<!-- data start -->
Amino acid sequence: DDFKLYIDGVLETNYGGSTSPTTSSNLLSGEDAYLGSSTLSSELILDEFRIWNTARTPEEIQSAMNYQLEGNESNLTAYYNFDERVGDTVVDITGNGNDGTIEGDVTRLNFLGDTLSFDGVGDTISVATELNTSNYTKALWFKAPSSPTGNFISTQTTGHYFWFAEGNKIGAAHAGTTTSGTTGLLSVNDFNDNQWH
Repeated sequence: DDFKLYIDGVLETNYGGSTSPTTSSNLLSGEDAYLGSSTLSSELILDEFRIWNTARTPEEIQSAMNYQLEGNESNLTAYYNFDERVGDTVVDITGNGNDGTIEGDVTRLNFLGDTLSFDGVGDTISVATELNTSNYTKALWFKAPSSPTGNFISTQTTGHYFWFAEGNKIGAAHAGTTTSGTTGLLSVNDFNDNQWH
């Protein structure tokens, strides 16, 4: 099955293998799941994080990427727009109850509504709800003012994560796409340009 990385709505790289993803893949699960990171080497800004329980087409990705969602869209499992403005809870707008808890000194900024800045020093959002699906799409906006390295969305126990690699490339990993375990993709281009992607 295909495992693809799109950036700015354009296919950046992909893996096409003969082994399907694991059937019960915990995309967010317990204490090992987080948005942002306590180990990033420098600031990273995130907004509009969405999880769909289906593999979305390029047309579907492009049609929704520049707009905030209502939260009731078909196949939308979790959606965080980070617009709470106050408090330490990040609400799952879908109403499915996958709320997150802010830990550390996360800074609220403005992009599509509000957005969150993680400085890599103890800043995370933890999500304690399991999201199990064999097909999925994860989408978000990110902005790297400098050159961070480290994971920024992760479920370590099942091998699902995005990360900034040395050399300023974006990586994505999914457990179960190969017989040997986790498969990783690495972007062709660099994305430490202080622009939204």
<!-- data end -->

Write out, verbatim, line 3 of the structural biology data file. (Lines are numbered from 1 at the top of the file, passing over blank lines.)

């Protein structure tokens, strides 16, 4: 099955293998799941994080990427727009109850509504709800003012994560796409340009 990385709505790289993803893949699960990171080497800004329980087409990705969602869209499992403005809870707008808890000194900024800045020093959002699906799409906006390295969305126990690699490339990993375990993709281009992607 295909495992693809799109950036700015354009296919950046992909893996096409003969082994399907694991059937019960915990995309967010317990204490090992987080948005942002306590180990990033420098600031990273995130907004509009969405999880769909289906593999979305390029047309579907492009049609929704520049707009905030209502939260009731078909196949939308979790959606965080980070617009709470106050408090330490990040609400799952879908109403499915996958709320997150802010830990550390996360800074609220403005992009599509509000957005969150993680400085890599103890800043995370933890999500304690399991999201199990064999097909999925994860989408978000990110902005790297400098050159961070480290994971920024992760479920370590099942091998699902995005990360900034040395050399300023974006990586994505999914457990179960190969017989040997986790498969990783690495972007062709660099994305430490202080622009939204």